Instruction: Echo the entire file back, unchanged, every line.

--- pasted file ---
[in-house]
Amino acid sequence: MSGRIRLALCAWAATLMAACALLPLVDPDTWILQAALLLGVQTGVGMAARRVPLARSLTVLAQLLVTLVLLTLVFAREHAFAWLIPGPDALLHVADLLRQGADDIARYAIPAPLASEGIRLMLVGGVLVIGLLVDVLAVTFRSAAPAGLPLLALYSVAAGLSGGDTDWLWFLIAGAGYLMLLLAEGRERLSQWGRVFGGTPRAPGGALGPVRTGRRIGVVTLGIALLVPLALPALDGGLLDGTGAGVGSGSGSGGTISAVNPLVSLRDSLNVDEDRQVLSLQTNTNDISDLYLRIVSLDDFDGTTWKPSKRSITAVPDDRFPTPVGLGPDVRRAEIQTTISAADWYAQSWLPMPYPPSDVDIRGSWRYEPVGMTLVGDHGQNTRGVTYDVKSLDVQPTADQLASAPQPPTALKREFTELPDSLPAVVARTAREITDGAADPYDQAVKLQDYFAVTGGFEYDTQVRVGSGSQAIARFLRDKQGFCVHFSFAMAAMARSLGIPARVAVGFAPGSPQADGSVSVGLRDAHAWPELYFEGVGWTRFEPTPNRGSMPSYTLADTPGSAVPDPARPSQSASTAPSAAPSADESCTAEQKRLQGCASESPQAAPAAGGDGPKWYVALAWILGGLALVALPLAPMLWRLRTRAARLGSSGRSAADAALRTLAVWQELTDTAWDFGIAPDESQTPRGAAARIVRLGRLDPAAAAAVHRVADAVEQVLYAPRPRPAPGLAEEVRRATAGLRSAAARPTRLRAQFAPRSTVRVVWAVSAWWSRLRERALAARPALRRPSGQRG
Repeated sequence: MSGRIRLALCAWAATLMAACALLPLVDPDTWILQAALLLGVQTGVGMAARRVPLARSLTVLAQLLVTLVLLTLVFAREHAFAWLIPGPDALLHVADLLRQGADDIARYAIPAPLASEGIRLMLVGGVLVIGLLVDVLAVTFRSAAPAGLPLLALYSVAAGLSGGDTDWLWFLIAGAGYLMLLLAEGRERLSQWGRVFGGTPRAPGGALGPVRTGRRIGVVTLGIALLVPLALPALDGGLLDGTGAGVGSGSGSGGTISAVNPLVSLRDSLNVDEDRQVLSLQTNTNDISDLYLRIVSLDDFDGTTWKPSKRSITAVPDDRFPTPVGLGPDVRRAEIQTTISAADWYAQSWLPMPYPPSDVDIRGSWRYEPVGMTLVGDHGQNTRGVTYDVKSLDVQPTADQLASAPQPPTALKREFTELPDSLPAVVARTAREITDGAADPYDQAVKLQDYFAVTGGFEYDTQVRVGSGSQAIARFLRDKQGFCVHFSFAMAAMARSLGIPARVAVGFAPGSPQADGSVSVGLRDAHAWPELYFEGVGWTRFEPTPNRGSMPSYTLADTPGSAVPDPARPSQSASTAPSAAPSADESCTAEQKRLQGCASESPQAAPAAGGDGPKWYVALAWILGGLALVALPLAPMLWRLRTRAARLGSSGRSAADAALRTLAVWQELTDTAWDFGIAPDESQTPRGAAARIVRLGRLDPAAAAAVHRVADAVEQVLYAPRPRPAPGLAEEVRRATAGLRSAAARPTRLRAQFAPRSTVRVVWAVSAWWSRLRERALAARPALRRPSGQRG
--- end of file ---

[in-house]
Amino acid sequence: MSGRIRLALCAWAATLMAACALLPLVDPDTWILQAALLLGVQTGVGMAARRVPLARSLTVLAQLLVTLVLLTLVFAREHAFAWLIPGPDALLHVADLLRQGADDIARYAIPAPLASEGIRLMLVGGVLVIGLLVDVLAVTFRSAAPAGLPLLALYSVAAGLSGGDTDWLWFLIAGAGYLMLLLAEGRERLSQWGRVFGGTPRAPGGALGPVRTGRRIGVVTLGIALLVPLALPALDGGLLDGTGAGVGSGSGSGGTISAVNPLVSLRDSLNVDEDRQVLSLQTNTNDISDLYLRIVSLDDFDGTTWKPSKRSITAVPDDRFPTPVGLGPDVRRAEIQTTISAADWYAQSWLPMPYPPSDVDIRGSWRYEPVGMTLVGDHGQNTRGVTYDVKSLDVQPTADQLASAPQPPTALKREFTELPDSLPAVVARTAREITDGAADPYDQAVKLQDYFAVTGGFEYDTQVRVGSGSQAIARFLRDKQGFCVHFSFAMAAMARSLGIPARVAVGFAPGSPQADGSVSVGLRDAHAWPELYFEGVGWTRFEPTPNRGSMPSYTLADTPGSAVPDPARPSQSASTAPSAAPSADESCTAEQKRLQGCASESPQAAPAAGGDGPKWYVALAWILGGLALVALPLAPMLWRLRTRAARLGSSGRSAADAALRTLAVWQELTDTAWDFGIAPDESQTPRGAAARIVRLGRLDPAAAAAVHRVADAVEQVLYAPRPRPAPGLAEEVRRATAGLRSAAARPTRLRAQFAPRSTVRVVWAVSAWWSRLRERALAARPALRRPSGQRG
Repeated sequence: MSGRIRLALCAWAATLMAACALLPLVDPDTWILQAALLLGVQTGVGMAARRVPLARSLTVLAQLLVTLVLLTLVFAREHAFAWLIPGPDALLHVADLLRQGADDIARYAIPAPLASEGIRLMLVGGVLVIGLLVDVLAVTFRSAAPAGLPLLALYSVAAGLSGGDTDWLWFLIAGAGYLMLLLAEGRERLSQWGRVFGGTPRAPGGALGPVRTGRRIGVVTLGIALLVPLALPALDGGLLDGTGAGVGSGSGSGGTISAVNPLVSLRDSLNVDEDRQVLSLQTNTNDISDLYLRIVSLDDFDGTTWKPSKRSITAVPDDRFPTPVGLGPDVRRAEIQTTISAADWYAQSWLPMPYPPSDVDIRGSWRYEPVGMTLVGDHGQNTRGVTYDVKSLDVQPTADQLASAPQPPTALKREFTELPDSLPAVVARTAREITDGAADPYDQAVKLQDYFAVTGGFEYDTQVRVGSGSQAIARFLRDKQGFCVHFSFAMAAMARSLGIPARVAVGFAPGSPQADGSVSVGLRDAHAWPELYFEGVGWTRFEPTPNRGSMPSYTLADTPGSAVPDPARPSQSASTAPSAAPSADESCTAEQKRLQGCASESPQAAPAAGGDGPKWYVALAWILGGLALVALPLAPMLWRLRTRAARLGSSGRSAADAALRTLAVWQELTDTAWDFGIAPDESQTPRGAAARIVRLGRLDPAAAAAVHRVADAVEQVLYAPRPRPAPGLAEEVRRATAGLRSAAARPTRLRAQFAPRSTVRVVWAVSAWWSRLRERALAARPALRRPSGQRG